Policy options aimed at erasing the recent Macedonian[sic] history, briefly, be guided by the principle of “peaceful resolution of the historical dispute” by improving the state. However, given the vulnerable position or changed international circumstances, they could opt for the principle “the worse, the better”, i.e. the worse for the country is, the better for the ultimate goal, which is the overthrow of the communist “conspiracy” which had created it. Because theoretically speaking, while the necessary consensual elements in the Macedonian[sic] politics are supposed to produce stability of the state, the political elites can use their power to undermine it.
The refusal of the “Macedonians” to get along in a democratic environment also favors the vision of their political opponents. The creation of the Macedonian[sic] nation, almost half a century ago, occurred under a one-party dictatorship. At that time, there was no difference between science and ideology, so the Macedonian[sic] historiography unopposed comfortably selected the historical material from which it created the Macedonian[sic] identity. It would be nothing atypical about the process of the creation of any modern nation if the falsification had not taken place and the word “Bulgarian” was not replaced by the word “Macedonian”. Wherever it was impossible, however, historical figures were declared Bulgarian agents who entered into some ideal pure Macedonian[sic] space.
The era of the Cold War is behind us. Macedonians[sic] do not have to express their individuality through a confrontation with the Bulgarian nation. Today, in the era of European unification, the uniqueness should be expressed through cooperation. When it comes to the defense of our national identity, it has to do with the truth. Because only the truth can purify the intellectual atmosphere in Macedonia[sic] and distract the people from the national apathy which is the product of inconsistencies, ambiguities or ordinary lies. Finally, only truth can stand in the way, and the latest generation of political profiteer is to desire to make “from cash to (national) credit”.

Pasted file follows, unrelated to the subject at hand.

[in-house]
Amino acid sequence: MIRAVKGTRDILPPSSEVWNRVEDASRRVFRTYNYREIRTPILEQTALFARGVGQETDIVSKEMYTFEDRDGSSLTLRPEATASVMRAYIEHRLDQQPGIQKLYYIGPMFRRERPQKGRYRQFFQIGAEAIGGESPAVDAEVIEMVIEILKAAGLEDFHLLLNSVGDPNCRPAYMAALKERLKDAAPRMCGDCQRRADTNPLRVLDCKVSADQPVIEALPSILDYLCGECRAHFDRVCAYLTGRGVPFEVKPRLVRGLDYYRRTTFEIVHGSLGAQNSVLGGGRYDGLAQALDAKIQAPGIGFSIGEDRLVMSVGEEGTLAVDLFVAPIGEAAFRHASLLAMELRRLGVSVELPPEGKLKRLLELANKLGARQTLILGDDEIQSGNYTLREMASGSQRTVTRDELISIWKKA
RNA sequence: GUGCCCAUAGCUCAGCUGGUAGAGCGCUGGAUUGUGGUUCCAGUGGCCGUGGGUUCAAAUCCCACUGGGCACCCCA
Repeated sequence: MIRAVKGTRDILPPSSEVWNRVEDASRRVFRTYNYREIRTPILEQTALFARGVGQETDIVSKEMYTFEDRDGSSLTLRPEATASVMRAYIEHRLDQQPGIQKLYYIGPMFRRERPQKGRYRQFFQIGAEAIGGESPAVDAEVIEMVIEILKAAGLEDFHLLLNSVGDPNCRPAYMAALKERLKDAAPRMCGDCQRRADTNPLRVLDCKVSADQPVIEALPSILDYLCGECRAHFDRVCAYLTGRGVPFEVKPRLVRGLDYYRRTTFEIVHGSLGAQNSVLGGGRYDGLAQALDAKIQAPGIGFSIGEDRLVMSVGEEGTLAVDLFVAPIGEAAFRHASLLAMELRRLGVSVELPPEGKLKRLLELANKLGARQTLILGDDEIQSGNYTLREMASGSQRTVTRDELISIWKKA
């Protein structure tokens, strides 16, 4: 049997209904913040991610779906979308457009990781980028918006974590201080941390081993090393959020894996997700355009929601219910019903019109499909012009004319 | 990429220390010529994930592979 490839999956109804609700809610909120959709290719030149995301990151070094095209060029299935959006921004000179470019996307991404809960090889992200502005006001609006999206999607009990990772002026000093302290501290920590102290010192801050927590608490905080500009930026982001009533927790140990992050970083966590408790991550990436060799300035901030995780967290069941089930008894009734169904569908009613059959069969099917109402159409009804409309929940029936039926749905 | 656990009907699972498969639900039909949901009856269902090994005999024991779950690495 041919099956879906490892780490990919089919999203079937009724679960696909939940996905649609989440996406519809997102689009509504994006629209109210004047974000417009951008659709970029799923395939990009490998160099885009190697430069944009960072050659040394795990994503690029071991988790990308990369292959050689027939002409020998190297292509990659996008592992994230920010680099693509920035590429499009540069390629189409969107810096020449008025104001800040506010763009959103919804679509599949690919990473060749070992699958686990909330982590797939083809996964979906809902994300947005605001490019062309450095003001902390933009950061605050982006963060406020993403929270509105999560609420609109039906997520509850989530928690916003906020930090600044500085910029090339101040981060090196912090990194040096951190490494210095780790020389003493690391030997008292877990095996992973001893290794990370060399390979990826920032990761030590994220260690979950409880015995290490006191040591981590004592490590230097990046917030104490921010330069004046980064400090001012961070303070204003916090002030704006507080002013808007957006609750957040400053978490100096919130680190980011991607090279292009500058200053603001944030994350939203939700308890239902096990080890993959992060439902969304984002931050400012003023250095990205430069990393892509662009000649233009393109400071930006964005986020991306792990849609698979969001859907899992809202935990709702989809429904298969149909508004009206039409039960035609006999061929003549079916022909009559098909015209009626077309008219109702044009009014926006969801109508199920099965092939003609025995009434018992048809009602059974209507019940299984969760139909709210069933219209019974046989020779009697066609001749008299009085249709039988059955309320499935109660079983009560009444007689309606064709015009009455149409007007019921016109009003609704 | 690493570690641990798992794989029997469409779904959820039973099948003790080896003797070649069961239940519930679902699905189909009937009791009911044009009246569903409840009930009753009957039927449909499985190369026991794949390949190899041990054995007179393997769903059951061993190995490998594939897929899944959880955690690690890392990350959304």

We have seen how the Macedonian[sic] nation reached the linguistic map of Europe in an environment of war and revolution, and then how it affected the political map of the world. Can we draw our national dignity from our history in an atmosphere of freedom and democracy?
If the answer is positive, then do not wait for the cumbersome process of nation building. But not one of the opponents of the Macedonian[sic] nation has an easy task, which is for them to show us how a nation collapses in an environment of freedom and democracy. Construction or demolition, in fact, is the dilemma of the Macedonian[sic] National Unity today.
Originally published: March 2, 2007
About Denko Maleski
Denko Maleski is a professor at the Law School, University of Skopje and the director of the postgraduate studies of International Politics and International Law. He was the first minister of foreign affairs (1991-1993) of the FYROM and ambassador to the UN (1993-1997). His last books are International Politics (Law School. 2000) and The world of Thucydides and Machiavelli.